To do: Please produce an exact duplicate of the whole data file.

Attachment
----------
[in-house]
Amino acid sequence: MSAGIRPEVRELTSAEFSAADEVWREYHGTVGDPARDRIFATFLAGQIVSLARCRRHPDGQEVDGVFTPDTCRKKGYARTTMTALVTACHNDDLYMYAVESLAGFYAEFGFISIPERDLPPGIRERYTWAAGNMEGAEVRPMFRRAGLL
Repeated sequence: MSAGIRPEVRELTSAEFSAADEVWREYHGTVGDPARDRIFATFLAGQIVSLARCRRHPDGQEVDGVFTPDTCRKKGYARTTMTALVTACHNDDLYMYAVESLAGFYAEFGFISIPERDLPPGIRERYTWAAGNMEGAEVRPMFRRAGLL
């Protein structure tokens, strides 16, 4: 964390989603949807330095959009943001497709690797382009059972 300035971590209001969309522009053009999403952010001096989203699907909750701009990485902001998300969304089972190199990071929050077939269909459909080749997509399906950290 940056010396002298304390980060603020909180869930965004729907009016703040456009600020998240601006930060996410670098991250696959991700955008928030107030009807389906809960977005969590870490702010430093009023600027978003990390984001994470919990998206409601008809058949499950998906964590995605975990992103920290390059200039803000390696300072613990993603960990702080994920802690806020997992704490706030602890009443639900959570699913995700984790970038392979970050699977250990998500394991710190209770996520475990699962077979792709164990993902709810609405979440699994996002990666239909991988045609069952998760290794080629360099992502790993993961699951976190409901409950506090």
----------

[in-house]
Amino acid sequence: MSAGIRPEVRELTSAEFSAADEVWREYHGTVGDPARDRIFATFLAGQIVSLARCRRHPDGQEVDGVFTPDTCRKKGYARTTMTALVTACHNDDLYMYAVESLAGFYAEFGFISIPERDLPPGIRERYTWAAGNMEGAEVRPMFRRAGLL
Repeated sequence: MSAGIRPEVRELTSAEFSAADEVWREYHGTVGDPARDRIFATFLAGQIVSLARCRRHPDGQEVDGVFTPDTCRKKGYARTTMTALVTACHNDDLYMYAVESLAGFYAEFGFISIPERDLPPGIRERYTWAAGNMEGAEVRPMFRRAGLL
């Protein structure tokens, strides 16, 4: 964390989603949807330095959009943001497709690797382009059972 300035971590209001969309522009053009999403952010001096989203699907909750701009990485902001998300969304089972190199990071929050077939269909459909080749997509399906950290 940056010396002298304390980060603020909180869930965004729907009016703040456009600020998240601006930060996410670098991250696959991700955008928030107030009807389906809960977005969590870490702010430093009023600027978003990390984001994470919990998206409601008809058949499950998906964590995605975990992103920290390059200039803000390696300072613990993603960990702080994920802690806020997992704490706030602890009443639900959570699913995700984790970038392979970050699977250990998500394991710190209770996520475990699962077979792709164990993902709810609405979440699994996002990666239909991988045609069952998760290794080629360099992502790993993961699951976190409901409950506090």